Recently I traveled to Manhattan for a week of training on Da Vinci Resolve. As an editor for the past 6 years I was excited to expand my knowledge in the art and technique of color grading. Learning how to grade would allow me to expand my services as both an Editor and Colorist on behalf of Rum Bum Film & HD Studios.
The course was offered through Manhattan Edit Workshop (http://www.mewshop.com). At MEW, many instructors offer training in Adobe products, FCP, Scratch, Da Vinci Resolve and other software. For this particular course, Da Vinci Resolve 101,201 and Looks, I would be in a classroom for six days. The instructor, Warren Eagles from the ICA, was a great guy from Australia who had more than 20 years of experience working as a Colorist under his belt. If you are interested in the courses Warren and other ICA Instructors have to offer check out their site http://icolorist.com/.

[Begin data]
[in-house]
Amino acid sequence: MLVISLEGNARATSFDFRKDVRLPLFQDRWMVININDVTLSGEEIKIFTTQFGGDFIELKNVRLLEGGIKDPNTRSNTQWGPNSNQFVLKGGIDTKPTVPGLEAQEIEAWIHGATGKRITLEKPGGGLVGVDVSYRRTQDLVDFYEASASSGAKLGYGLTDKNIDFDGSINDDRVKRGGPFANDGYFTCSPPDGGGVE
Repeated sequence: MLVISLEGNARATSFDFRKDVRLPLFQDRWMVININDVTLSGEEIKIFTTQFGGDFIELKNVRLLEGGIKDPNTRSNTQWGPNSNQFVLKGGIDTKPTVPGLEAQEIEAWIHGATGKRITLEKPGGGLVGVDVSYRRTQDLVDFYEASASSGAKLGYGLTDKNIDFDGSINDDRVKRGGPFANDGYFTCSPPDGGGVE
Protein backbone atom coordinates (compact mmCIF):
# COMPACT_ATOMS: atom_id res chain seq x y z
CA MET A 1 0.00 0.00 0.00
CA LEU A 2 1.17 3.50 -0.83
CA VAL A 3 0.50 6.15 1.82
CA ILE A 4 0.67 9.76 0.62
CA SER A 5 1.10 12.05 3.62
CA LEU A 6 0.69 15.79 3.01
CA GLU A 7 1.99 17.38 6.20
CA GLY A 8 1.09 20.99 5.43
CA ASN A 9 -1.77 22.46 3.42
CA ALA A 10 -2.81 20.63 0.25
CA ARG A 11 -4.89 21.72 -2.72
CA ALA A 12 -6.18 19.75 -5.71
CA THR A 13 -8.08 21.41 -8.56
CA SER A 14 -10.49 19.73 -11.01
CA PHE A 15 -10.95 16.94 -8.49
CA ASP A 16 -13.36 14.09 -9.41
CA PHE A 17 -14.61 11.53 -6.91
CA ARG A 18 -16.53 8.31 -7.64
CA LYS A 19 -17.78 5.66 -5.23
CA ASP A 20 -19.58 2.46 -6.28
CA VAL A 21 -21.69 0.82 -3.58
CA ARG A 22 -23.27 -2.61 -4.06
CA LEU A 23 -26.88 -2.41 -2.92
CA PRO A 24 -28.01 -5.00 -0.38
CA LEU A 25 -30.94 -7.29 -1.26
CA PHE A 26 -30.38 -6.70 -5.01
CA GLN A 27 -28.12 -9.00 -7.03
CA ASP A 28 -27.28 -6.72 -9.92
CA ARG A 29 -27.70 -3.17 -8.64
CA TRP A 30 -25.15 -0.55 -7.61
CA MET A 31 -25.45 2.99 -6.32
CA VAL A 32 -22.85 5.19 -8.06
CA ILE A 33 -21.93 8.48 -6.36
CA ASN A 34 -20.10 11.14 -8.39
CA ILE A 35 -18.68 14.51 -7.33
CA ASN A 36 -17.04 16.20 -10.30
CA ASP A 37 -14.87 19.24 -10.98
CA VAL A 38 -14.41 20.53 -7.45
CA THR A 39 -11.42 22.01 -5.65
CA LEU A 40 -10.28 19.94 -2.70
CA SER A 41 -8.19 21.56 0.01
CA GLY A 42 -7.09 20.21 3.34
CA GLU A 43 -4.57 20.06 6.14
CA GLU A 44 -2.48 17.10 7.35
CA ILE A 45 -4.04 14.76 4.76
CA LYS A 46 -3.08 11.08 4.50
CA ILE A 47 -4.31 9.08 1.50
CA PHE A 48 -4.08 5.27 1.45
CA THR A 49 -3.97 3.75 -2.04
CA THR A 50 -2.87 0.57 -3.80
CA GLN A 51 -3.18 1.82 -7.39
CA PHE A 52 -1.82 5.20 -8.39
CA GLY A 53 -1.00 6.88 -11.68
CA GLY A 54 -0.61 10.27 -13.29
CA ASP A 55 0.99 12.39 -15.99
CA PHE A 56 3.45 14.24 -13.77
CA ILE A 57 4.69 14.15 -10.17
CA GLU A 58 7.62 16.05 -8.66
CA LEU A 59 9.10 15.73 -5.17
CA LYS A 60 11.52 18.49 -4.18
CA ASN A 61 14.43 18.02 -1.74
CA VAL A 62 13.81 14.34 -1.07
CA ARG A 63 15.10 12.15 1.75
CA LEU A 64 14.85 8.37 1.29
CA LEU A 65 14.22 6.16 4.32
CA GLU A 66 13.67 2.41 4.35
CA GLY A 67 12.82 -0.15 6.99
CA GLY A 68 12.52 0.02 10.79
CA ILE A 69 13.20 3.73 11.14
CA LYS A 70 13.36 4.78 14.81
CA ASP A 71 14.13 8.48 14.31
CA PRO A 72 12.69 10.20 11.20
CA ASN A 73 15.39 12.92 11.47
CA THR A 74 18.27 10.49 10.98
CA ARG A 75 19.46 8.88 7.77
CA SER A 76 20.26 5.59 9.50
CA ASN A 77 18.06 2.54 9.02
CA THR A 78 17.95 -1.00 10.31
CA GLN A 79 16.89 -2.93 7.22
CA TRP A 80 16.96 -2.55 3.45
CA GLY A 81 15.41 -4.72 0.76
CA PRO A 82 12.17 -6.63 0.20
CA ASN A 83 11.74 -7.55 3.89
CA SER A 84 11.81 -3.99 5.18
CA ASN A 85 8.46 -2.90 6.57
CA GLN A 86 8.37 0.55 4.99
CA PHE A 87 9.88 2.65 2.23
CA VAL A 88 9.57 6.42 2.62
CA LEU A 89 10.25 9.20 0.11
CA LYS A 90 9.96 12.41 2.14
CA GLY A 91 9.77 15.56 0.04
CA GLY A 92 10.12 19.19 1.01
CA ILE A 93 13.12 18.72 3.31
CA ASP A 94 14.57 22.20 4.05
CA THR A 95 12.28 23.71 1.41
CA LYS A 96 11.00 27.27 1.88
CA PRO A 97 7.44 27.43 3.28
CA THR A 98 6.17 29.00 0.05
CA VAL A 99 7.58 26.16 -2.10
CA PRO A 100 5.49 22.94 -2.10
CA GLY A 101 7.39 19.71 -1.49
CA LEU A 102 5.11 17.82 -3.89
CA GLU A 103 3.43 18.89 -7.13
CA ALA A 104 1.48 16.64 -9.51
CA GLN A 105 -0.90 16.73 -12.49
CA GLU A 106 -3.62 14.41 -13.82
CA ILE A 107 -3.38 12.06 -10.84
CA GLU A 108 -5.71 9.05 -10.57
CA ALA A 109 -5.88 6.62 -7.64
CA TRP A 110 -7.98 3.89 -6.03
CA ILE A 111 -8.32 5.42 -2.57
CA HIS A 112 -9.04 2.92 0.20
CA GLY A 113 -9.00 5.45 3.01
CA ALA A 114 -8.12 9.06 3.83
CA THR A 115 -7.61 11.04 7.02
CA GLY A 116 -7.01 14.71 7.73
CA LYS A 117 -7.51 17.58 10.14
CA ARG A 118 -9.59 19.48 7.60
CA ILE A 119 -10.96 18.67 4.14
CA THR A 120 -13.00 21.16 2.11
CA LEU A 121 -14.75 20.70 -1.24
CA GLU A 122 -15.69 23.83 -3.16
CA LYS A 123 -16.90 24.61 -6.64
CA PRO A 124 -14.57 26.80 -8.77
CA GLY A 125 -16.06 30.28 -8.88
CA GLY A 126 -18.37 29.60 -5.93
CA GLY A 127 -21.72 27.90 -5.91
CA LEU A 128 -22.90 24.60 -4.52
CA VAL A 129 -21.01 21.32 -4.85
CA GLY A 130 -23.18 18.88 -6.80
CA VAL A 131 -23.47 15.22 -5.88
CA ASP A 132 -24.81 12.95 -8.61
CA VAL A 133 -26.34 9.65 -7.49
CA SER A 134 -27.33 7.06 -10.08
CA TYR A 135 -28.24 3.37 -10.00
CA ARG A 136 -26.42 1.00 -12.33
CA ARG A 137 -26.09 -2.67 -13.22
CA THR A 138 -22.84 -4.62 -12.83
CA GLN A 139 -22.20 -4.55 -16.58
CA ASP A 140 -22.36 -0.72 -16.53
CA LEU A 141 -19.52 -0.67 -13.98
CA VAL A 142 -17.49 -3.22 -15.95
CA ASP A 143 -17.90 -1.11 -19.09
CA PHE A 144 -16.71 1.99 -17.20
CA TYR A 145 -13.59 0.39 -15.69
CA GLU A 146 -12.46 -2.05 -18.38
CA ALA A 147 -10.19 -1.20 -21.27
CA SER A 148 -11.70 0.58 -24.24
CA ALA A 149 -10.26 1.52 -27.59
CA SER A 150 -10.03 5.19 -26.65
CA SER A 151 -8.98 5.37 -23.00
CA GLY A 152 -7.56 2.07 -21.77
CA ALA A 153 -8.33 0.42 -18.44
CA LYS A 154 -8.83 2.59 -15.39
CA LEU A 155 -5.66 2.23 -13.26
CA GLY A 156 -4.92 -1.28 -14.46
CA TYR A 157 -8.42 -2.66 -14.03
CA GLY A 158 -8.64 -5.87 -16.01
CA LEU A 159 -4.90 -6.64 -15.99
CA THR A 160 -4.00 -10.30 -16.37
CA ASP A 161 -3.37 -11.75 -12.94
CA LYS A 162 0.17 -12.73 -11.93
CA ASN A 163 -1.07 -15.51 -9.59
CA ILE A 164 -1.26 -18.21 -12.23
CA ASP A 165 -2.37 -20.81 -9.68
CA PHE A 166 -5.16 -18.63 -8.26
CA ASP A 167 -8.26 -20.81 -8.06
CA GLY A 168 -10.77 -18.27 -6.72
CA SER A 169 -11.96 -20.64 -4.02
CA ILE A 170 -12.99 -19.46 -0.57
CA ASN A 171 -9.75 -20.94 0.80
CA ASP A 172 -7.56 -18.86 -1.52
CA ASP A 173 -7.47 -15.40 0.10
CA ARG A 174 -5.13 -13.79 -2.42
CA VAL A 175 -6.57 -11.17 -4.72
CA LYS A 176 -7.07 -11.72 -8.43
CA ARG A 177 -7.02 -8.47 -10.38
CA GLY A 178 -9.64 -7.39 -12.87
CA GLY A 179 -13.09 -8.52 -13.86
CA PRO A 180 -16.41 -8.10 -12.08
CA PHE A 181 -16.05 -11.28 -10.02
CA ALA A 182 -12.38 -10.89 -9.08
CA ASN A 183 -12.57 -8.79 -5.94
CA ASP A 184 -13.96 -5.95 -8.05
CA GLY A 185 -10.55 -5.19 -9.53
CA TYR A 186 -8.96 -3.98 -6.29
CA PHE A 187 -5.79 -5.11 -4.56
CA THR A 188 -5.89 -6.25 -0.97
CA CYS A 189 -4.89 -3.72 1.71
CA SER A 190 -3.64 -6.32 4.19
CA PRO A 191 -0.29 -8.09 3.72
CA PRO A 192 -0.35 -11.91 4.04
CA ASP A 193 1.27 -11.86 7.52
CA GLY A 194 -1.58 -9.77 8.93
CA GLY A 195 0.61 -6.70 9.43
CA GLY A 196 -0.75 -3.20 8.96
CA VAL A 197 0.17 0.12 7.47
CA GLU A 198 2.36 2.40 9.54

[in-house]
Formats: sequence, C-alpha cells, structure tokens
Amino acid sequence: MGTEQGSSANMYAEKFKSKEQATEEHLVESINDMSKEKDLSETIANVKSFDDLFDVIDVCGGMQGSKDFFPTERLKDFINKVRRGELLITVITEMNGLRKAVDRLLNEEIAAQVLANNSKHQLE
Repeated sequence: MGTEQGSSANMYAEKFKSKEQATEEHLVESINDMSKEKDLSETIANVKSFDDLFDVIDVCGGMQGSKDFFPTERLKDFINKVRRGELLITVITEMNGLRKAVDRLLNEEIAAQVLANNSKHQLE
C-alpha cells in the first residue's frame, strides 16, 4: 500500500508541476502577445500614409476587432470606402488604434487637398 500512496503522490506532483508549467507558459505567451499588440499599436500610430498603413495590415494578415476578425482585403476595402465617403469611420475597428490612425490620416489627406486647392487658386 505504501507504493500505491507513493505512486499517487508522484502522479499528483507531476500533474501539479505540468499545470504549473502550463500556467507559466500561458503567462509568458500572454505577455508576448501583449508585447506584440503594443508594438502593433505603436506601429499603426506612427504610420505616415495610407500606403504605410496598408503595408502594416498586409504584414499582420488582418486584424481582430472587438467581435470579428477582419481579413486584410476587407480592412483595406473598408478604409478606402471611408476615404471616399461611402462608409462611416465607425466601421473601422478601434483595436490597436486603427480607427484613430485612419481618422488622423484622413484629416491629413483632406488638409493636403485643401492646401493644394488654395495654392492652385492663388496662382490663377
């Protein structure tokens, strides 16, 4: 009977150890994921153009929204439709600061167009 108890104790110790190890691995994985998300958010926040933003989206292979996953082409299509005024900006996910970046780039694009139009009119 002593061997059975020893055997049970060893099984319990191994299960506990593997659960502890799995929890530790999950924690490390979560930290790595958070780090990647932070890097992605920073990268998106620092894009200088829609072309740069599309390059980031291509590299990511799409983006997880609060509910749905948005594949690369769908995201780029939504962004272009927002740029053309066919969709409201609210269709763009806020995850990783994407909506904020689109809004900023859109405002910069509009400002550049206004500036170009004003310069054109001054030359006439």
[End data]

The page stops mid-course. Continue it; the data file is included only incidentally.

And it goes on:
So day one and two of the course covered the basics of the program which included creating a new project, the configurations page, importing xml’s and edl’s and conforming offline edits. On day three we were graduating from the basics of Resolve and moving onto bigger and better things…Resolve 201. Once we got into day four and five we were playing around with trackers, layer mixers, qualifiers and other advanced colorist toolsets. One of my favorites was creating the illusion of day-for-night ( the technique of taking a scene shot in the day and making it look as if it were filmed at night) .Though this technique is a well known technique in the post-production world, there are many ways to create the look. It was cool to see what other students came up with for their day-for-night look. By day six we were onto Warren’s Looks course which covered all the stylistic looks that were originally created in the film days by manipulating the negative and bathing it in chemicals. Some of the films we covered on the topic of looks were, Transformers(orange and teal), Saving Private Ryan( Bleach Bypass), Domino( Color Reversal).
I think what amazed me the most in creating looks was that that the technique was originally created in film and if you understood how they were created in film then creating them digitally was a breeze.
Written by Carlos Gonzalez